© 2022 American Meteorological Society. For information regarding reuse of this content and general copyright information, consult the AMS Copyright Policy (www.ametsoc.org/PUBSReuseLicenses).

Corresponding author: Chi-Cherng Hong, cchong@utaipei.edu.tw

Abstract

The cross-basin interaction of the second EOFs of the interannual SST in the North Atlantic and North Pacific—the North Atlantic tripole (NAT) SST and Pacific meridional mode (PMM)—is discussed. Observations revealed that the total variances of the NAT and PMM have simultaneously experienced interdecadal enhancement since the 1990s. Wavelet analysis indicated that this enhancement was associated with the interdecadal variations (8–16 years) of the NAT and PMM, which have become significantly and positively coherent since the 1990s. This interdecadal variation also changed the interannual NAT–PMM relationship from negative to positive. The regression analysis indicated that the NAT forced a Matsuno–Gill circulation anomaly, which had a substantial lag impact on the PMM SST through wind–evaporation–SST feedback. Additionally, the NAT induced oceanic temperature advection, which also partially contributed to the PMM SST. On the other hand, the PMM-associated middle–upper atmospheric teleconnection, a North Atlantic Oscillation (NAO)-like circulation anomaly in the North Atlantic, gave positive feedback to the NAT. The numerical experiments suggest that the enhancement of the NAT–PMM interaction since the 1990s was associated with the eastward shift of PMM-associated convection, which was further enhanced by eastward extension of the upper-level extratropical jet in the North Pacific.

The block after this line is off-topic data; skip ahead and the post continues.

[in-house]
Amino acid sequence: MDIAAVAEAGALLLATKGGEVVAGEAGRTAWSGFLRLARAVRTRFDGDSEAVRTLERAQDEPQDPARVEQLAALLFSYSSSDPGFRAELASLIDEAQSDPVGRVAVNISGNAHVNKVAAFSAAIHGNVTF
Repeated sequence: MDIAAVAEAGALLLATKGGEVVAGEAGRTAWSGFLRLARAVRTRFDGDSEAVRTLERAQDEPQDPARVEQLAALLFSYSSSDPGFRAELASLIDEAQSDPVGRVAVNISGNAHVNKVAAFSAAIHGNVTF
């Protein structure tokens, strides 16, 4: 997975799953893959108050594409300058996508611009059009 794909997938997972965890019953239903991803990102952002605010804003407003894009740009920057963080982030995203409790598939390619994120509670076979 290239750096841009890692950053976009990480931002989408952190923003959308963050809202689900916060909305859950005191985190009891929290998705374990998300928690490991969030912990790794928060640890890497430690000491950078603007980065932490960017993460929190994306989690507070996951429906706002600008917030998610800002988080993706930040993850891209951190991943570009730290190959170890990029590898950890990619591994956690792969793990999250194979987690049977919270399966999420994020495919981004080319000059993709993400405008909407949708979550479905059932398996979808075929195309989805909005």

Significance Statement

This study aimed at a better understanding of the cross-basin interaction between the North Atlantic and North Pacific. Our study indicates that the cross-basin interaction in the interannual sea surface temperature between the Pacific meridional mode (PMM) and North Atlantic tripole (NAT) became stronger since the 1990s. The observation yields that this enhancement was associated with the interdecadal variations of the NAT and PMM, which have become significantly and positively coherent since the 1990s. The observation yields that the NAT-forced atmospheric large-scale circulation anomaly had a substantial lag impact on the PMM. On the other hand, the PMM-induced middle–upper atmospheric teleconnection, a North Atlantic Oscillation (NAO)-like circulation anomaly, gave positive feedback to the NAT. The numerical experiments suggest that the enhancement of the NAT–PMM interaction since the 1990s primarily resulted from the eastward shift of PMM-associated convection.

© 2022 American Meteorological Society. For information regarding reuse of this content and general copyright information, consult the AMS Copyright Policy (www.ametsoc.org/PUBSReuseLicenses).

Corresponding author: Chi-Cherng Hong, cchong@utaipei.edu.tw